If you learn of abusive or other illegal behavior at your workplace, you may feel bound by your conscience to reveal this conduct as a whistleblower. Doing so may cause retaliation against you, so you may want to consider seeing if other people in your workplace want to join you as whistleblowers.
Additional whistleblowers may bolster your case and defeat allegations by your superiors that you are lying. However, you might reveal your suspicions to the wrong people by asking them if they want to help you. Instead, you might first look for signs that one or more of your fellow workers are genuinely disturbed by what they see at your workplace.
Signs of workplace depression
Witnessing or experiencing illegal or abusive workplace behavior can cause work depression. You might notice a fellow employee exhibiting one or more symptoms of this condition. According to Healthline, depressed workers may have emotional problems like irritability, anger, sadness or even crying spells. These behaviors might seem out of pattern for a worker that you have come to know.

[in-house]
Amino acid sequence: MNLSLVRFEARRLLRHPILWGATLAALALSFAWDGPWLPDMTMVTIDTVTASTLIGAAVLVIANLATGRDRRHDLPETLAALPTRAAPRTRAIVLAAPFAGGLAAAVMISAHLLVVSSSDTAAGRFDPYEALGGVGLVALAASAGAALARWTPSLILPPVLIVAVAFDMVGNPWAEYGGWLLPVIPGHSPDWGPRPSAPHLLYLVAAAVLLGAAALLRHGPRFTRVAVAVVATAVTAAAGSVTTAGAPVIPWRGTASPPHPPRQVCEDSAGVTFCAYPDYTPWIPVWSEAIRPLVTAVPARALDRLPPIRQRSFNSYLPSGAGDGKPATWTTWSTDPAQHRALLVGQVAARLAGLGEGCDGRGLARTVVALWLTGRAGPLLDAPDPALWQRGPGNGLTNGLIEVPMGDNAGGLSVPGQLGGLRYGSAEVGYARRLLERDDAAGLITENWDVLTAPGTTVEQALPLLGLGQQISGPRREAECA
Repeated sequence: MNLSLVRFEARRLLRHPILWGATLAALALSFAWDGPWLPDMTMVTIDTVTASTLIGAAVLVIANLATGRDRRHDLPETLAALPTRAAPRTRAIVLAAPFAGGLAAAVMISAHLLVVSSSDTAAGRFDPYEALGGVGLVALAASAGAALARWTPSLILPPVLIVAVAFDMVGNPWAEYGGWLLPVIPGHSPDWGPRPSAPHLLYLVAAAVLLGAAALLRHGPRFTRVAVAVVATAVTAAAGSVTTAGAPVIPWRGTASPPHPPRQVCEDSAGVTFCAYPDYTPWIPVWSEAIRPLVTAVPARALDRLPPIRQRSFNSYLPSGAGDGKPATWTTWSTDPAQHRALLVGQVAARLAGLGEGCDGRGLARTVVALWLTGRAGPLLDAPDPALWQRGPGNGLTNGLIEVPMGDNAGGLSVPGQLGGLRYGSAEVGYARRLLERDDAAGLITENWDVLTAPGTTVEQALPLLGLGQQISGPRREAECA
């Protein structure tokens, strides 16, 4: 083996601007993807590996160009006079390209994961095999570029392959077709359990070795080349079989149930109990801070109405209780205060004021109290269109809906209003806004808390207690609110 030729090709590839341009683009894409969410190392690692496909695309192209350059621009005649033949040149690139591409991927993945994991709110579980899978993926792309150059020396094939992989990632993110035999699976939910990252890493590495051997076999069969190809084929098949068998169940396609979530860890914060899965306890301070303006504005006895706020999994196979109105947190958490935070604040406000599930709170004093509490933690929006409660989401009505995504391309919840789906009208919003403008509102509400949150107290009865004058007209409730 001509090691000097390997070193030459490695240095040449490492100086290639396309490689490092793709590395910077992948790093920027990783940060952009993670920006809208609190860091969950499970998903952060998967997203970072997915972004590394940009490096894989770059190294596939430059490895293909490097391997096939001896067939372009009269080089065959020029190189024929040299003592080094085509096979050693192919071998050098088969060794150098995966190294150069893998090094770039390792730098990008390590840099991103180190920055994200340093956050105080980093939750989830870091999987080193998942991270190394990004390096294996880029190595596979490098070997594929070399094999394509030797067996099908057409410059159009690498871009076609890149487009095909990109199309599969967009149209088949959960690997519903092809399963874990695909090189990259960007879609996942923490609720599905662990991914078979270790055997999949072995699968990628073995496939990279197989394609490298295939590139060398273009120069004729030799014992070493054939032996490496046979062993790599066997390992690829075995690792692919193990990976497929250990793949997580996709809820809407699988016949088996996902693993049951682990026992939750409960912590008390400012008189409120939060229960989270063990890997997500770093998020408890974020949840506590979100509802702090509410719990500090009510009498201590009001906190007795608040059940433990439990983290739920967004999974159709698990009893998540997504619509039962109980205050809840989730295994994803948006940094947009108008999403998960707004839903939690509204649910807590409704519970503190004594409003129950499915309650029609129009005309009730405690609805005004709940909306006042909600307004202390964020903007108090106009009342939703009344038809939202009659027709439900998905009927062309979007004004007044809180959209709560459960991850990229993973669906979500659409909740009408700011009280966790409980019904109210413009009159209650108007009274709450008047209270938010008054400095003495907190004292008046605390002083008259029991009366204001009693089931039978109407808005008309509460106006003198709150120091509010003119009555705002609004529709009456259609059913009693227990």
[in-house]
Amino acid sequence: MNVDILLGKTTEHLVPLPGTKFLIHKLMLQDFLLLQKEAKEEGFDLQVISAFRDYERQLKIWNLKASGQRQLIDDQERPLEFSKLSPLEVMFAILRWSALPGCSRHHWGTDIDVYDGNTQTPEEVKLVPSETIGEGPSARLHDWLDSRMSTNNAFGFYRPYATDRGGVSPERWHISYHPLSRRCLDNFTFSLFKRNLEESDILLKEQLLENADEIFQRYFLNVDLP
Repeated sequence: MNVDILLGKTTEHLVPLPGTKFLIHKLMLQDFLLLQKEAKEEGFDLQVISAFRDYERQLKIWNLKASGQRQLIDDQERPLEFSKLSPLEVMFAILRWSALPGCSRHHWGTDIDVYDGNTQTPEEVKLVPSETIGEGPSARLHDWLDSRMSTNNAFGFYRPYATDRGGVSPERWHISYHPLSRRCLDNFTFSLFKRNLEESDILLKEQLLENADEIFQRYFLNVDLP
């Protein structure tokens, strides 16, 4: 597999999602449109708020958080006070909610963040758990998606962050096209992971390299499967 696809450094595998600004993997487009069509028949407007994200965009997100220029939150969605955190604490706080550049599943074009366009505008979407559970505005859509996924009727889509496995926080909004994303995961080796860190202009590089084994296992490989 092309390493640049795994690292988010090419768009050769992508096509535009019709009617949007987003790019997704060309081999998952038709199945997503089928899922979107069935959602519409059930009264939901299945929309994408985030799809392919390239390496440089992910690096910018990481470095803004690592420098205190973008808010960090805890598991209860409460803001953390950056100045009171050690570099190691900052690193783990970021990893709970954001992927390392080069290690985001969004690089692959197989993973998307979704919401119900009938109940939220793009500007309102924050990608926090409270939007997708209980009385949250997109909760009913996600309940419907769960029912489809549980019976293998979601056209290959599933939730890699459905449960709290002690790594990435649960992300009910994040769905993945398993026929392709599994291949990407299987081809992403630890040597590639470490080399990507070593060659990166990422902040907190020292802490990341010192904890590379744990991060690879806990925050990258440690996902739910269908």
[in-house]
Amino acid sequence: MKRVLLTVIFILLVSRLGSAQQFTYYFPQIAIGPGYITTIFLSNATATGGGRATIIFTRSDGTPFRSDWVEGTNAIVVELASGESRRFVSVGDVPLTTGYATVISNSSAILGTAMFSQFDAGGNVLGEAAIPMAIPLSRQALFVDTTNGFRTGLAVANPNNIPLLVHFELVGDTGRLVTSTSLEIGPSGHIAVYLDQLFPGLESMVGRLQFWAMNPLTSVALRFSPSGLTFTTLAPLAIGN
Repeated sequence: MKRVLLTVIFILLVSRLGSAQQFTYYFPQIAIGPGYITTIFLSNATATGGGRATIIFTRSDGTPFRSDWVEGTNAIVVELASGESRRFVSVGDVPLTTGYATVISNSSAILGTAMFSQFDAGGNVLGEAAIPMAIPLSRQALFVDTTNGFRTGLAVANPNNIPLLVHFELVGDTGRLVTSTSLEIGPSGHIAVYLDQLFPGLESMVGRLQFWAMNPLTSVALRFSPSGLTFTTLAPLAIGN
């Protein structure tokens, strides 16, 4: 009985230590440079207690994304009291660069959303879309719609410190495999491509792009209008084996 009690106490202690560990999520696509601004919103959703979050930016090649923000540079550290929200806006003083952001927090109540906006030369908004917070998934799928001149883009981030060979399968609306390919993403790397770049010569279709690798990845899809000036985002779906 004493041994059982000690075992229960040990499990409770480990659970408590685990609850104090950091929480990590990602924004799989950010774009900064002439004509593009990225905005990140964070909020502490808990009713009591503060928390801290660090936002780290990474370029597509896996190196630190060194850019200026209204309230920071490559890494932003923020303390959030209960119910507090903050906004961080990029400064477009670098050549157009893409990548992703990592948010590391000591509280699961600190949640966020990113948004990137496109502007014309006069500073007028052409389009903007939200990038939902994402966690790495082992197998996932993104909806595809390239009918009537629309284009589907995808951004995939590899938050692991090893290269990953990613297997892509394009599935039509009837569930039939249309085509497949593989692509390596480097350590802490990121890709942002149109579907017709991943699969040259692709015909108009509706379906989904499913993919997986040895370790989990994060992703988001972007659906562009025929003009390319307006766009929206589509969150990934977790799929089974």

Depressed workers might also act bored or inattentive to what is going on. You may notice a worker who was once productive is now prone to making mistakes. A person who was once decisive and confident now has problems making decisions. A previously punctual worker might be late or absent. You might also notice a worker is losing weight and has never spoken about a recent diet or exercise regimen.
Remain cautious of approaching a worker
Even if a fellow worker exhibits signs of stress or depression, it does not necessarily mean the person knows of workplace misconduct and is ready to support you. Their distress may be due to personal matters having nothing to do with what is going on at work. Still, taking note of unusual behavior patterns may help you discreetly identify people who may support your case.